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11.2. Identify a Problem

As with the performance problem in the preceding chapter, we have to define what we will investigate and try to overcome it. In this case, we will optimize the time to open a pop-up menu when using the nautilus file manager for the GNOME desktop. In nautilus, pop-up menus are opened by right-clicking anywhere in a nautilus file management window. In this particular case, we will be investigating the performance of the pop-up menus that appear when we right-click the background of an open window rather than when we right-click a particular file or folder.

Why should we optimize this? Even though the amount of time to open a pop-up may be less than a second, it is still slow enough that users can perceive the lag between when they right-click the mouse and when the menu shows up. This sluggish pop-up gives the GNOME user the impression that the computer is running slowly. People notice a slight delay, and it can make interaction with nautilus annoying or give the impression that the desktop is slow.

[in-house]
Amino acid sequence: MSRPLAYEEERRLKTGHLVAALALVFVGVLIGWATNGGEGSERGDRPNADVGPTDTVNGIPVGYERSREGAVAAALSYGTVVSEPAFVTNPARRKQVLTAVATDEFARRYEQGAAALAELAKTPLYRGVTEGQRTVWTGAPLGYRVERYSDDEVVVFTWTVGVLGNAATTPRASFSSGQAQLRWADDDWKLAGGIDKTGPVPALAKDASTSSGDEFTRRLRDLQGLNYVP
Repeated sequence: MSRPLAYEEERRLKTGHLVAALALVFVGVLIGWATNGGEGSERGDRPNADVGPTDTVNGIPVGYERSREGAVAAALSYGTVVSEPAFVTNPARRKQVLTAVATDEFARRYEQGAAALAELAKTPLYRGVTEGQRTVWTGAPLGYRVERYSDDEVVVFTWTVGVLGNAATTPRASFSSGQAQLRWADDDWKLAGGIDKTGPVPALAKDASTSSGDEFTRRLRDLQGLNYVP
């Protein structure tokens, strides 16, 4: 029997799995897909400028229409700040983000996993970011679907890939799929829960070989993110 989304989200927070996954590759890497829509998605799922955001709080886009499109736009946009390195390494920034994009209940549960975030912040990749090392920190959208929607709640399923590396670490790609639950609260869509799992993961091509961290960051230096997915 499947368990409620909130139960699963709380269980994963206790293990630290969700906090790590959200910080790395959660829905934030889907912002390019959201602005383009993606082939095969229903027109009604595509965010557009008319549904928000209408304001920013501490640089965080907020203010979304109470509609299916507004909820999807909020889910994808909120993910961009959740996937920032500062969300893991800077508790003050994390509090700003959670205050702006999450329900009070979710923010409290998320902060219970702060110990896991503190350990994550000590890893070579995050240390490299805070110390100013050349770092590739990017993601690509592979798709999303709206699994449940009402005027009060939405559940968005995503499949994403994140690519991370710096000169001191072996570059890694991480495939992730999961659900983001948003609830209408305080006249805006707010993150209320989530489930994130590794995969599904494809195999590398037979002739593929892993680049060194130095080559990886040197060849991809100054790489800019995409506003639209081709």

This particular performance problem is different from the GIMP problem of the preceding chapter. First, the core components of the desktop (in this case, GNOME) are typically more complicated and interlocked than a typical desktop application. The components typically rely on a variety of subsystems and shared libraries to do their work. Whereas the GIMP was a relatively self-contained application, making it easier to profile and recompile when necessary, the GNOME desktop is made up of many different interlocking components. The components may require multiple processes and shared libraries, each performing a different task on behalf of the desktop. nautilus, in particular, is linked to 72 different shared libraries. Tracking down exactly which piece of code is spending time, how much it is spending, and why it is spending it, can be a daunting task.

The significant second difference of this performance investigation from the GIMP investigation is that the times we are trying to reduce are on the order of milliseconds rather than seconds or minutes. When the times are so small, it can be difficult to make sure that the profiling data that you are capturing is actually the result of the event that you are trying to measure rather than just the noise around trying to stop and start the profiling tools. However, this short time period also makes it practical to trace all aspects of what the application does for the interesting period of time.

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